The identification date
A subtitle if needed
You don’t need to get super creative when naming your risks, a simple summary will do. On the other hand, if you want to get creative, you can craft personas for each type of risk. For example, using the persona “Daniela” as your data security risk name to help team members understand how to quickly identify risks.
Along with a name, you may also choose to include a short subtitle and the date of the risk identification. This will help track how long mitigation methods are taking and allow you to identify which risks are taking the longest to resolve.
After the identification is complete, a short description should be added to your log. A risk description should include:
A short, high-level overview of the risk
Why the risk is a potential issue
How long you choose to make your descriptions is up to how detailed you want your log to be, but the average length is typically 80 to 100 characters.
More importantly than the length, a description should include the key points of the risk and why it’s a potential issue. The main takeaway is that a description should accurately describe the risk without getting in the weeds so it can be easily identified.
There are a number of risk categories that help quickly identify the potential risk. Quickly identifying the risk makes it easier to assign to the correct team—especially when working on a complicated project with multiple risks. A risk category could be any of the following:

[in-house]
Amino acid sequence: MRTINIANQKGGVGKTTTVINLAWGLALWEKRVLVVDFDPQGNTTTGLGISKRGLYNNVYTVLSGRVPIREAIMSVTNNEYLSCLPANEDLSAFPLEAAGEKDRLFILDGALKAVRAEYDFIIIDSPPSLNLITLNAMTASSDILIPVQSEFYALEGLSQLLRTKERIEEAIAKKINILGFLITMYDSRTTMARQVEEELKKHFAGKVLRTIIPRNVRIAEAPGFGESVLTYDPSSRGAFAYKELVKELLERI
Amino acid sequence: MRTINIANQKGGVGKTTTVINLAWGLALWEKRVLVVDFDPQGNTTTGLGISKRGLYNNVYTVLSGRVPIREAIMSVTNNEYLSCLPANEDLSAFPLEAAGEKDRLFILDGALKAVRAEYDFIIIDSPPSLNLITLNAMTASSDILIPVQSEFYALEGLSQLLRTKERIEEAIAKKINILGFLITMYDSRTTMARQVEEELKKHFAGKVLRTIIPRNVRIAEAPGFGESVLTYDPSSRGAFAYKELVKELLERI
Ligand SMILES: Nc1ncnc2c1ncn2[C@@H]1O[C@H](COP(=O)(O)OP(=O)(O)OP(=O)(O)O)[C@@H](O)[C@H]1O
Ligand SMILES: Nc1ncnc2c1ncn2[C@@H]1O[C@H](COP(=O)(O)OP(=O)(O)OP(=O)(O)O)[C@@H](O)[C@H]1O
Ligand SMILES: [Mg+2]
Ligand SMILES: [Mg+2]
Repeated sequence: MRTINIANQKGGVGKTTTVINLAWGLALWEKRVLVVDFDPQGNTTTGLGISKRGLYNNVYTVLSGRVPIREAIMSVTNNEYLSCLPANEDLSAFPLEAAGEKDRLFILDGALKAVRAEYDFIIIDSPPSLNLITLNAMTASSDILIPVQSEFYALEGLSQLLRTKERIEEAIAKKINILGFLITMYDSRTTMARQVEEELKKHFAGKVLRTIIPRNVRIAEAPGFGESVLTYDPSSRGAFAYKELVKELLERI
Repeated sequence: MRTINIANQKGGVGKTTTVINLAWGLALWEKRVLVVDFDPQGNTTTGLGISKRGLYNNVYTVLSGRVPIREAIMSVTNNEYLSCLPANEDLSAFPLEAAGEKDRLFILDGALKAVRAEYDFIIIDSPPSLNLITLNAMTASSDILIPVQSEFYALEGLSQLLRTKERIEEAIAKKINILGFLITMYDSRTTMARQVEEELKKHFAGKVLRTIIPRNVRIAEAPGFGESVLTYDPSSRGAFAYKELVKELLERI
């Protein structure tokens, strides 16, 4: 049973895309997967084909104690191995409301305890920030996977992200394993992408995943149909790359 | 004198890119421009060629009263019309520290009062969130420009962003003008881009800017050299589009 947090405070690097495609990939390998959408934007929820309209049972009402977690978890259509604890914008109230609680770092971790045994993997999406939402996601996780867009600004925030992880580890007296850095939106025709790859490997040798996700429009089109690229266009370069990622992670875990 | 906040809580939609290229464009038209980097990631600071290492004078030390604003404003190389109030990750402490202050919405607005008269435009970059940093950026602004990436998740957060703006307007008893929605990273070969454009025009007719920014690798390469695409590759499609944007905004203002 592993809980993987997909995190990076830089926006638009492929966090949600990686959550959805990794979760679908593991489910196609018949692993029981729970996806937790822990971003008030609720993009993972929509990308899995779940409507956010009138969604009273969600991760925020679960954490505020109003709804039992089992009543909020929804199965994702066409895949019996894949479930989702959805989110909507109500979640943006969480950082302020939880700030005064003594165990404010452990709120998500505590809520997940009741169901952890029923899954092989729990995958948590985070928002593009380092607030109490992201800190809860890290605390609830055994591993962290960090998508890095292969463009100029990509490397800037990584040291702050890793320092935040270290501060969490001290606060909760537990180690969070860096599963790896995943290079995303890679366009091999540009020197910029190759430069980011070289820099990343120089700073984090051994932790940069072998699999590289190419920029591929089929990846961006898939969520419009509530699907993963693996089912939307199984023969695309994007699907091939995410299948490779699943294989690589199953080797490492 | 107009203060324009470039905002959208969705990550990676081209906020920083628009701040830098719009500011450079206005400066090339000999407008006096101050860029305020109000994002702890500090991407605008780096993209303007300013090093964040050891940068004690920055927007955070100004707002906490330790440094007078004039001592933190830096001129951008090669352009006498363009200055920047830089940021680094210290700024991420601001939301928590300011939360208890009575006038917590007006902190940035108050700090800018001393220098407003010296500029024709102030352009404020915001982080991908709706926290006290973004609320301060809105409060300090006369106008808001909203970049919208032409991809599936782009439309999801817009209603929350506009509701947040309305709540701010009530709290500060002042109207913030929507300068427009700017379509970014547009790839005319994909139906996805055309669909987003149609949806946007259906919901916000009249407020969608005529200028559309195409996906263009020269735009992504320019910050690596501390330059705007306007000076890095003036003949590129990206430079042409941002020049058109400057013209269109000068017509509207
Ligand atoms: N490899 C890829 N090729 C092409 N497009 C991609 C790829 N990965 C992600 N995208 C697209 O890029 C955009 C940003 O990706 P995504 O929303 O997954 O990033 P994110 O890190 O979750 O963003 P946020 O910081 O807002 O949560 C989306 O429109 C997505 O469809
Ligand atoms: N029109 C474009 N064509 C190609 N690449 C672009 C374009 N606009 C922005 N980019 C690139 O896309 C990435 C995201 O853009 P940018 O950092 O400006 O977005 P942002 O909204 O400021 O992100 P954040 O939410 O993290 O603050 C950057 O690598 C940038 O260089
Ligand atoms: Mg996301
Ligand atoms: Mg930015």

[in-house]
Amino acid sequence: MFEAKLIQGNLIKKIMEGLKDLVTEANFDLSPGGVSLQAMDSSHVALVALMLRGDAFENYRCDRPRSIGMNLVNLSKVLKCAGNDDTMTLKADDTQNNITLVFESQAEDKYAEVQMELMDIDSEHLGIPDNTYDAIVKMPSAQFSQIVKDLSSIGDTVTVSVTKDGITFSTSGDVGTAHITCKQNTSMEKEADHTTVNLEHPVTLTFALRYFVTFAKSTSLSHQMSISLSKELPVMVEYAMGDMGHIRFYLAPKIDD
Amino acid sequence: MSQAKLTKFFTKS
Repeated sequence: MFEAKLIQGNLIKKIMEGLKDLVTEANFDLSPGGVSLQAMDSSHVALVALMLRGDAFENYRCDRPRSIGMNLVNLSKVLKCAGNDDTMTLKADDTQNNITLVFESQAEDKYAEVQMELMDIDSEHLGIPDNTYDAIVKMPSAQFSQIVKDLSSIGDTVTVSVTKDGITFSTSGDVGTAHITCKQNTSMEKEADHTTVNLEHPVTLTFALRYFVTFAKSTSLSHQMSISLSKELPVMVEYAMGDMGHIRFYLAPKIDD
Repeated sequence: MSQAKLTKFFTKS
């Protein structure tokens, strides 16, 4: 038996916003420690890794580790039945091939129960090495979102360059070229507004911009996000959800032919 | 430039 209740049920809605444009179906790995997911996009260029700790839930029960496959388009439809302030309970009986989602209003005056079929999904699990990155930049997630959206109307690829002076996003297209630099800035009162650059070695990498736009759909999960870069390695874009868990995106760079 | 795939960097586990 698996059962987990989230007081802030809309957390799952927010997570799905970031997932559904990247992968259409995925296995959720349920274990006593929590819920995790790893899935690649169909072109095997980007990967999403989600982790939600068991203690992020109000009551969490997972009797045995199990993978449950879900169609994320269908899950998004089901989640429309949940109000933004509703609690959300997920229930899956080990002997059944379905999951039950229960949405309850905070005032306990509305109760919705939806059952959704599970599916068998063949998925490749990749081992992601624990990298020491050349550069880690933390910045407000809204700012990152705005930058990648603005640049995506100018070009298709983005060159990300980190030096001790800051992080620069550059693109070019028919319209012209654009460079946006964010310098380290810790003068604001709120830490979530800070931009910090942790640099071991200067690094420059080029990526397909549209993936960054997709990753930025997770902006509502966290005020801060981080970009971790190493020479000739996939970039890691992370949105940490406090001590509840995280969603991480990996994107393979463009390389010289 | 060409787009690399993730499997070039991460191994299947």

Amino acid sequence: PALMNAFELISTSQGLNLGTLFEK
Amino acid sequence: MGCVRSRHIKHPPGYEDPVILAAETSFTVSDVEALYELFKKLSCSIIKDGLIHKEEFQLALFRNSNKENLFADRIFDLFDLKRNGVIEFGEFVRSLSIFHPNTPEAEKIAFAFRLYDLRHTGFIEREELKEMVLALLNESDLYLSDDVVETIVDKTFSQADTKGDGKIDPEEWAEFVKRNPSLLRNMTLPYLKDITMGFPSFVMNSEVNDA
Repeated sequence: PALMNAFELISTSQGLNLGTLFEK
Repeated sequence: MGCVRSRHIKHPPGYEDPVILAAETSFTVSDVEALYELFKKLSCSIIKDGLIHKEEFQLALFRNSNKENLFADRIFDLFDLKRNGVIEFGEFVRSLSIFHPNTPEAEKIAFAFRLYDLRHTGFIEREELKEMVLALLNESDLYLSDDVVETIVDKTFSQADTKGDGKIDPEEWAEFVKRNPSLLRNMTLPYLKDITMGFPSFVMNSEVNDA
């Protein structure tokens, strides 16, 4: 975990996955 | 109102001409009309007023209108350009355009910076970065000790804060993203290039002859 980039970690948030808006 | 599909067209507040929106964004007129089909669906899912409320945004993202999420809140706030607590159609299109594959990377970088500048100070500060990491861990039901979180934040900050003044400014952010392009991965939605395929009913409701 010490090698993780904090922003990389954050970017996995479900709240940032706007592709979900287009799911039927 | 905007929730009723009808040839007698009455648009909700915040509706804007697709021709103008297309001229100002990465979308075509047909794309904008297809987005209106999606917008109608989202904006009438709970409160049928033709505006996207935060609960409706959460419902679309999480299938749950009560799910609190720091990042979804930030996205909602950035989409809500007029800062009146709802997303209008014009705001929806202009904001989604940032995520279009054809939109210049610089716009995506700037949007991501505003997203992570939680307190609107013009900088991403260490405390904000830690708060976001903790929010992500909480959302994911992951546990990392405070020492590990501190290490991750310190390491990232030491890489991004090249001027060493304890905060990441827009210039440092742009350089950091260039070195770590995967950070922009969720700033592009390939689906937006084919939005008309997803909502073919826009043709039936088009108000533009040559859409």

To determine the category type, you’ll first need to evaluate where the risk is coming from and who can help solve it. You may need to work with department heads if the solution isn’t obvious.
If risks are caught early enough, it’s possible the team will be able to sort them out before any real action is needed. So it’s possible that risks that are flagged on your risk register won’t actually become problems.
The likelihood of a risk can be documented with a simple selection of:
Categorizing your risks by likelihood can help identify which risks to tackle first and which you should wait on.
A risk analysis gauges the potential impact the risk could have on your project. This helps to quickly identify the most important risks to tackle. This is not to be confused with priority, which takes into account both likelihood and analysis.
While teams document risk levels differently, you can start with this simple five-point scale:
If you’re struggling to identify the risk level, you may want to get a second opinion by working with a department head. This way you can accurately gauge how high the impact might be.